Guest Post, Patricia Caspers: 13 Ways of Looking at a Writer

Scorpio Patricia CaspersEach week I scour my twitter feed for signs of my Scorpio horoscope via Astro Poets (AKA Dorthea Lasky and Alex Dimitrov, for those two people who don’t know). Sure, I could thumb a few words into the search bar and voilà, but where’s the hunt in that? I want to scroll through my feed of poems and shiny disasters and stumble upon phrases like this recent treasure: “Never getting over being alive is poetry.”

I love the way the Astro Poets inspire me to wonder.

Here’s a Scorpio horoscope that caused me some big wondering:

“There are so many ways to look at something. There are at least 13, but also maybe more. You get into that one way and it’s strong. But is it always right— no. Start to turn the facets until you see yourself clearly again. Luck will arrive soon.”

“That one doesn’t apply to me at all,” I thought out loud the first time I read this tweet, but then I reconsidered.

Because here’s the thing: I’m a poet. That’s how I’ve defined myself since I was nine years old. It’s all I’ve ever wanted to be.

But here’s the other thing: Nobody else really knows it. So when I go on Twitter, and I see all the beautiful people – who are often so very much younger than me – becoming famous for their poetry, I’m happy for them. I really am. A win for poetry is a win for the world; there’s no doubt about it. But there’s a teeny place in my heart that asks, “Why not me?”

And then I am sad.

But I know why not me. Not me because I’ve written maybe a total of three complete poems in the last year, and I published all of one. I can hardly expect to have my poems recited in the next Greta Gerwig film if I don’t do the work of creating them or sending them off to poetry journals for excoriation.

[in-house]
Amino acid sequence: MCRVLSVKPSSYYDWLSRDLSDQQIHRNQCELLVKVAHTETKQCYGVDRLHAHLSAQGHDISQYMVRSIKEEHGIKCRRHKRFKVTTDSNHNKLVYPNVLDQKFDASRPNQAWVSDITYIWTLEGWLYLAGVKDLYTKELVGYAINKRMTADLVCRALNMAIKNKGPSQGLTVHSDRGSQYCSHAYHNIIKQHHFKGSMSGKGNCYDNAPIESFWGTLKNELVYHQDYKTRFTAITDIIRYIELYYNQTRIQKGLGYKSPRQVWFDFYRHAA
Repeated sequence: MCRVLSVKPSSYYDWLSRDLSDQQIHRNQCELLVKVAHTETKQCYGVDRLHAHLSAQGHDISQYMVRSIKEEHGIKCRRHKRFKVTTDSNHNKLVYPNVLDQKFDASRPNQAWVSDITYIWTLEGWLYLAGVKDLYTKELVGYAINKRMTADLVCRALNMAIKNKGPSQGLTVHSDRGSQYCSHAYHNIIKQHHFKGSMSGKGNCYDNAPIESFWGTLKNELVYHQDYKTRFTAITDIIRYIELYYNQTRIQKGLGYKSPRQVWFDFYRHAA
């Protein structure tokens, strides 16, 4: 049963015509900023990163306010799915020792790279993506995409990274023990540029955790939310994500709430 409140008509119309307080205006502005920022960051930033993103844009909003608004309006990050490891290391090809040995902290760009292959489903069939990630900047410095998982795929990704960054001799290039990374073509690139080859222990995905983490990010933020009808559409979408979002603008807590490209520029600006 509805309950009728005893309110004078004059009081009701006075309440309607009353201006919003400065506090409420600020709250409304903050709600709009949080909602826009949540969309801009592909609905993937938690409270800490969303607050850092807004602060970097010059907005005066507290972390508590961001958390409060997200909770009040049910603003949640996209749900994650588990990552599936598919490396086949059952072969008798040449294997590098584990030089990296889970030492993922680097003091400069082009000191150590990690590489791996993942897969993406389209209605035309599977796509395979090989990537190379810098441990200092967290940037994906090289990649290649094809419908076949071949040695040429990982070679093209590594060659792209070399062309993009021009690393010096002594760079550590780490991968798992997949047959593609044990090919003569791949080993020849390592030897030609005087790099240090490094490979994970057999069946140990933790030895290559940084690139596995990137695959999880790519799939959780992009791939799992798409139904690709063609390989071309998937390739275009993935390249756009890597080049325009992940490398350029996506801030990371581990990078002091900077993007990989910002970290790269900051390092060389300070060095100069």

OK, so I don’t really need to be a famous poet, I tell myself. I’ll be satisfied with an eclectic cult following.

I’m beginning to think that’s not happening, either.

I’m a failed poet.

Meanwhile, in the last two years I’ve written more than 100 weekly columns for my local newspapers. At one time or another every column I’ve written has also been written in the form a poem that no one read. I write about my teenage parents, my father’s drug addiction, the car wreck that took his life, my lifelong struggle with depression, the time I was too drunk to consent.

Recently my column was picked up by another news outlet in a neighboring county, and last year I was named the best columnist in the state by California News Publishers Association.
Better than that is the fact that almost daily I receive messages from readers who tell me my column is the best part of their day.

“I felt like you were telling my story,” they say.

“You are the butterfly,” they say.

“Thank you,” they say.

I’m not telling you this to brag. Well, maybe just a little; I am a Scorpio after all.

The truth is I find it all a bit baffling. All I ever wanted to be was a poet, but somehow I’ve ended up becoming a columnist instead. Clearly, I’m no Pauline Chen, but I do have what some might consider a tiny, eclectic cult following.

Still, I feel like a failed poet because every time I receive one of those messages I think, “It’s just a column. It’s not poetry.”

So I thought about my horoscope, and I considered 13 ways of looking at a writer, as well as something else Dana Levin once said, which was along the lines of this: When you find people who love your work, love them back.

Levin was talking about loving the small literary journals who love us instead of chasing the ever-elusive behemoths, which is solid advice, but maybe it also means that when people tell us we have a gift, we should believe them and love them for it – even if it’s not the gift we hoped they’d open.

Sometimes life is a trip through the constellations when we thought we were just hitchhiking across town – and that’s a kind of poetry, too.

Guest Post, Patricia Caspers: A Review